mjeansonne, I have heard the weight of the V8 is 670 lbs complete. I do not know the weight of the bellhousing, but I can lift it pretty easily - maybe 30 lbs? The flywheel I'm not sure of, but I'd estimate 40-45 lbs - I carried one half a mile once. If you don't already have a spare brand x engine in stock, why not replace the Studebaker V8 with a Studebaker V8? I see them come up for sale on ebay pretty often, the largest expense might be shipping. They really don't cost any more than a brand X and the engineering has been done. You would be surprised at how nicely the car engine will fit in that truck! If you buy a rusted out Lark with an automatic, you could part out the Lark to cover your expenses, and fitting the transmission won't be any harder than fabricating mounts for the 700R4. Put an aftermarket floor shift conversion on the transmission so you don't have to find truck linkage parts, and your good to go! Your truck, your choice, but please consider your alternatives!

Roscomacaw
01-02-2005, 09:05 PM
I'm with Whacker on this one. OF course - it IS your truck and some brandX engine can propell it down the road, no doubt. But as whacker says, with the studee engine, the engineering's mostly done for you.
Where are you located? I mean, what general area? That might facilitate finding you a replacement engine that won't kill you with freight charges.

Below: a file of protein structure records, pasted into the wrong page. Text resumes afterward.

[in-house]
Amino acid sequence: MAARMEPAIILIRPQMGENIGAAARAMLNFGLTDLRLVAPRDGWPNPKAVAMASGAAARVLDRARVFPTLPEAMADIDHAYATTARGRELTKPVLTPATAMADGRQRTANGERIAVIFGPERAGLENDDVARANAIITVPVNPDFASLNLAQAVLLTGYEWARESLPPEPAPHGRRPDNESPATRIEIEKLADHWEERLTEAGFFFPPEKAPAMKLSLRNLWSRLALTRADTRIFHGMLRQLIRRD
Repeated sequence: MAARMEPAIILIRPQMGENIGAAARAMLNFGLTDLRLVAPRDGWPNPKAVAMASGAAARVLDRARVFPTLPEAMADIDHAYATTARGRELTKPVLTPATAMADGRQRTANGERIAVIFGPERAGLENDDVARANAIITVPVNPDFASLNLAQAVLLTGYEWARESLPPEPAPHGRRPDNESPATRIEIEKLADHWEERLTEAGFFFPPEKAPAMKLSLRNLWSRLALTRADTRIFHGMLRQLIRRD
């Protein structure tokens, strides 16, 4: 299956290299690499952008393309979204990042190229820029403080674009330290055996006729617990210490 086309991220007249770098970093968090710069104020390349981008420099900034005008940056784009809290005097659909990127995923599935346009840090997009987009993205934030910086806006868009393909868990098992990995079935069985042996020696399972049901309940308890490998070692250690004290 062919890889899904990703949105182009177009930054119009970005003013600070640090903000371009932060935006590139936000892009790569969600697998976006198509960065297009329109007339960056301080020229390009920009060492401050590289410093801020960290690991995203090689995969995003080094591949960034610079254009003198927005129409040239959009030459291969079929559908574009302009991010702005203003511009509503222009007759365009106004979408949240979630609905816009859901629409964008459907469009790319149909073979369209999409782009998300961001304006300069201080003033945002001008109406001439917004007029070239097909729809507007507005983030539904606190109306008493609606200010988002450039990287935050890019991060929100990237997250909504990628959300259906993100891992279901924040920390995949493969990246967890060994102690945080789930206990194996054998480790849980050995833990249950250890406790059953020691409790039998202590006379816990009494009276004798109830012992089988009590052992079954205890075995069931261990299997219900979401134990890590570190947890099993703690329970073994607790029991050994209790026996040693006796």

Actualy, I didn't see where you'd said just what engine your Champ has right now. I might ASSUME it's a V8 but you didn't make that clear. MAn, there's no other small block out there that weighs as much as the Stude V8. That heft is part of what makes it such a great powerplant.[^]

Miscreant at large.

mjeansonne
01-02-2005, 09:37 PM
Thanks for the replies.

Sorry, I thought I had noted that the engine in the truck is a 259 c.i.d. V-8. As I noted too, in my mind the Stude engine is far superior to anything else on the market today. During the time I have had my truck, I have also owned Mercedes, Lexus and Cadillac. When they were broke down, the only thing we had to drive was the Studebaker Champ... repeat the Studebaker Champ! Don't worry, there is no need to sell me on the reliability of the Studebaker engines!! I live in Louisiana and until 2 weeks ago, I would have driven my truck to Spokane, Washington without hesitation! If anyone has a short or long block 259 I could pickup reasonably, please, please, please let me know!